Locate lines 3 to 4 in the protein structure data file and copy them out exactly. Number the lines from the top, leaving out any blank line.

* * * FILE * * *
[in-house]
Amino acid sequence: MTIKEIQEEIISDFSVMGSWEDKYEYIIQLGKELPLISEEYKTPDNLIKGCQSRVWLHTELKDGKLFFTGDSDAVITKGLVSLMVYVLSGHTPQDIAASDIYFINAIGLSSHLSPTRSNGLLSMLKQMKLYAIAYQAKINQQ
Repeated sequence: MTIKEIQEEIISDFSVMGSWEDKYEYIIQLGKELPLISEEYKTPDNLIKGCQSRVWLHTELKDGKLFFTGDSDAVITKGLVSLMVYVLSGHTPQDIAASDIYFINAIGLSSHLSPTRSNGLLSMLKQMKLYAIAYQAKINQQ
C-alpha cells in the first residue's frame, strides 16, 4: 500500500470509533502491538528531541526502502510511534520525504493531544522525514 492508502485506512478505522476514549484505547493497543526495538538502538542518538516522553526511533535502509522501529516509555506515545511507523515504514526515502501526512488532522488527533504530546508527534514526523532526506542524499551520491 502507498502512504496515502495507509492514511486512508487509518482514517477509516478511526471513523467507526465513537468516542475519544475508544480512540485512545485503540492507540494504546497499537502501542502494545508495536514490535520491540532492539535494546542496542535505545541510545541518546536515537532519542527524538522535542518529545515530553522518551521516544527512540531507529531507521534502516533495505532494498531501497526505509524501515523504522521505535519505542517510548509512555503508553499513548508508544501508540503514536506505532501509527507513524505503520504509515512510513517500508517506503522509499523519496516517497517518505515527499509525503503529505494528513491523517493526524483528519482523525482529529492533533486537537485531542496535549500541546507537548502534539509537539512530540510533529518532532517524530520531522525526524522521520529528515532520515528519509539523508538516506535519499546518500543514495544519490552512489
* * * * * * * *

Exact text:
Repeated sequence: MTIKEIQEEIISDFSVMGSWEDKYEYIIQLGKELPLISEEYKTPDNLIKGCQSRVWLHTELKDGKLFFTGDSDAVITKGLVSLMVYVLSGHTPQDIAASDIYFINAIGLSSHLSPTRSNGLLSMLKQMKLYAIAYQAKINQQ
C-alpha cells in the first residue's frame, strides 16, 4: 500500500470509533502491538528531541526502502510511534520525504493531544522525514 492508502485506512478505522476514549484505547493497543526495538538502538542518538516522553526511533535502509522501529516509555506515545511507523515504514526515502501526512488532522488527533504530546508527534514526523532526506542524499551520491 502507498502512504496515502495507509492514511486512508487509518482514517477509516478511526471513523467507526465513537468516542475519544475508544480512540485512545485503540492507540494504546497499537502501542502494545508495536514490535520491540532492539535494546542496542535505545541510545541518546536515537532519542527524538522535542518529545515530553522518551521516544527512540531507529531507521534502516533495505532494498531501497526505509524501515523504522521505535519505542517510548509512555503508553499513548508508544501508540503514536506505532501509527507513524505503520504509515512510513517500508517506503522509499523519496516517497517518505515527499509525503503529505494528513491523517493526524483528519482523525482529529492533533486537537485531542496535549500541546507537548502534539509537539512530540510533529518532532517524530520531522525526524522521520529528515532520515528519509539523508538516506535519499546518500543514495544519490552512489